Why BT’s doing more to support disabled colleagues and customers

As the Tokyo 2020 Paralympic Games opening ceremony gets underway in a few days’ time, around eight years since BT sponsored London 2012, I’m excited to see some inspiring people from around the world compete over the coming weeks. This has been the summer of sport, with the Olympics, Euro 2020, Cricket, Wimbledon and now the Tokyo Paralympics 2020, we’ve watched in awe as athletes broke records and fought against the odds to win medals and trophies. 

We’ve seen this summer how sport can inspire people to be their best, to try new things, to defy the odds and our Hope United campaign against online hate has helped to tackle unacceptable language and behaviours that have absolutely no place in an inclusive, respectful society. 

Back in 2012, we were a proud sponsor of the London Paralympic Games. BT Sport has continued this support through our broadcast of the FA Disability Cup in July 2021, one of the most accessible broadcasts we have delivered to date. We recognise the influence disability sport has in changing how we communicate and the impact it has on the wider community. 

We’re working to build a business as diverse and vibrant as the communities we serve. We have around 100,000 colleagues in 180 countries. We believe in fairness, equality and respect for human rights, but of course, it’s what we do and how we act, not just what we believe, that really matters. 

Today, we’re backing the pioneering #WeThe15 campaign as we believe it’s time to recognise that disabled people represent 15% of the global population. We know that technology and business have the power to drive further social and digital inclusion, which is why we want to work with like-minded organisations to do more. 

Tonight, we’re joining others around the world, including the Colosseum in Rome and the London Eye, by turning London’s iconic BT Tower purple, to mark our support for this campaign. But, we’re doing much more than that.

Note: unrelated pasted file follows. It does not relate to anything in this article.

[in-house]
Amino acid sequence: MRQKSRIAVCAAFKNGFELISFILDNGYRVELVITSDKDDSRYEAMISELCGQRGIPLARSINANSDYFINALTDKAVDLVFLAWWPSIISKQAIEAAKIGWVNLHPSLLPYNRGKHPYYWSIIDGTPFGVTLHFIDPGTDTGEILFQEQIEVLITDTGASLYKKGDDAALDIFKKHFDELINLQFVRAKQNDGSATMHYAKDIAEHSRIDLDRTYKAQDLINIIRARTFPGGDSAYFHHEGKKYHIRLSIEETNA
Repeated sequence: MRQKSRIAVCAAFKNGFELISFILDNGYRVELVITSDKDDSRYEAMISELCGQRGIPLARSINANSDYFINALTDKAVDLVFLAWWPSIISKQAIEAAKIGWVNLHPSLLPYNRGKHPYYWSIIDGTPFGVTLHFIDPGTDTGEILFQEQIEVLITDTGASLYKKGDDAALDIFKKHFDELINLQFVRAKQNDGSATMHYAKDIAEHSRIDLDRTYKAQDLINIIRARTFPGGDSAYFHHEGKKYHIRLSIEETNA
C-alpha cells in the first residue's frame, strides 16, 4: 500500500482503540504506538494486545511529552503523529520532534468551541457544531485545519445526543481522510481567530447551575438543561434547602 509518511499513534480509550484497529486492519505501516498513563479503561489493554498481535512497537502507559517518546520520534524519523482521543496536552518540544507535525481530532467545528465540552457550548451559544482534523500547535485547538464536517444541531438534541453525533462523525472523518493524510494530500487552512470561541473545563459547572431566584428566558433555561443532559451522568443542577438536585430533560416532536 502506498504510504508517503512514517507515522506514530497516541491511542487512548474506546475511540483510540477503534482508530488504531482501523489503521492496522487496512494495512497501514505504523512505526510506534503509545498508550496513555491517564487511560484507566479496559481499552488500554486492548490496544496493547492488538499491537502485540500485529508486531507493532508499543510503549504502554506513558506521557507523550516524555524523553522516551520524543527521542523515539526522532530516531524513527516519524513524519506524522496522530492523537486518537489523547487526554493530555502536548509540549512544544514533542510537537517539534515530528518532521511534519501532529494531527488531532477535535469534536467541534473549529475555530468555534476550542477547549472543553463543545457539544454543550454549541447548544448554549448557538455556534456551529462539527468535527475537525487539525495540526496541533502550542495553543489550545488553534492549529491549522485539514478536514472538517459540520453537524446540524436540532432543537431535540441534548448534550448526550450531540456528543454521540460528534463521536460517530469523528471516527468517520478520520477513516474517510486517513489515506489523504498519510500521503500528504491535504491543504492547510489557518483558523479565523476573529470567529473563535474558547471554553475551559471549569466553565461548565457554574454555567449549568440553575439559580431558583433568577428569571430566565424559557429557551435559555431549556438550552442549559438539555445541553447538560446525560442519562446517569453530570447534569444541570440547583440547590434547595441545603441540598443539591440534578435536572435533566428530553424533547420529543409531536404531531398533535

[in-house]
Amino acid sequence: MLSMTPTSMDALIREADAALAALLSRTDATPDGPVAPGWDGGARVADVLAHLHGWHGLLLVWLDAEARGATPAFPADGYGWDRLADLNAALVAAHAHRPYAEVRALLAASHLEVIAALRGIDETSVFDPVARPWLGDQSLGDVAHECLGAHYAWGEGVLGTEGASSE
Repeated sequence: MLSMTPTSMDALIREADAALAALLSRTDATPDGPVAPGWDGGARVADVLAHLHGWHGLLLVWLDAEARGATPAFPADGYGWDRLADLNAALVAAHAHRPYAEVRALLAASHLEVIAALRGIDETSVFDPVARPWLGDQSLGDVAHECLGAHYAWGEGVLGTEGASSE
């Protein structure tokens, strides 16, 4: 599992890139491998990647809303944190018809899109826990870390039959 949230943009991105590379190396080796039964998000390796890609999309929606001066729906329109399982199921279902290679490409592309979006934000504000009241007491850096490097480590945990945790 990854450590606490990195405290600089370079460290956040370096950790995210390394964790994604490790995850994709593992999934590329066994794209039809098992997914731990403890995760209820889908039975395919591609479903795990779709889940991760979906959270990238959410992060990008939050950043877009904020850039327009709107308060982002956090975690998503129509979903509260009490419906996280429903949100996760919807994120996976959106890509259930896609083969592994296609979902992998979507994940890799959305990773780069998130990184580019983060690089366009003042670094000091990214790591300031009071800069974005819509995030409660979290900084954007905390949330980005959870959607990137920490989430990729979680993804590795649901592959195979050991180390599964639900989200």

While many organisations have set gender and ethnicity targets, we have gone one step further. We have recognised the scale of this challenge and set ourselves two additional strategic goals in terms of the diversity of our workforce. We will be holding ourselves to account by publicly monitoring our progress against our disability related 2025 workforce diversity targets and our 2030 workforce ambitions.  

We’ll be aiming to deliver, through our Disability Rapid Action Plan (DRAP), the additional focus and resource needed to accelerate the pace of progress and achieve better outcomes for our disabled colleagues. As part of this programme we will recognise and give support to all colleagues who share that they have a neurodiverse condition, an impairment or a long term health condition.  

The DRAP along with the new targets will ensure the whole of BT works toward becoming more inclusive in the way we tailor our working environments and processes to support our disabled colleagues and the managers of disabled colleagues.  

We know this also means at least 15 percent of our current and future customer base is likely to be disabled which is why we believe in the importance of inclusive design. Thinking about inclusive design will not only widen the appeal of our products and services but it broadens the potential market we are aiming to attract. That’s why we’ve worked with the Global Diversity Innovation hub to create an inclusive design training toolkit to ensure we are designing and testing our products and services to fit the needs of our disabled customers. 

We’re proud signatories of The Valuable 500 and we’re helping to put disability on the business leadership agenda. Our products, such as the iconic Big Button telephone, to offering a British Sign Language video calling service for our customers as well as the provision of the Relay UK service which they run for everyone on behalf of all UK landline and mobile phone providers, we want our products and services to enable communications for all.  

All of this fits into our pan BT diversity and inclusion programme giving us a focus on attracting and retaining diverse talent, particularly to our new business focus areas such as our new Digital business unit. The breadth of our programmes means we’re also ensuring that diversity and inclusion are core foundations in our customer and supply chain strategies, and we’ll leverage our position as one of the world’s leading communications services companies to influence change that helps us all connect for good. 


Jackie Beer, BT Group Diversity and Inclusion Director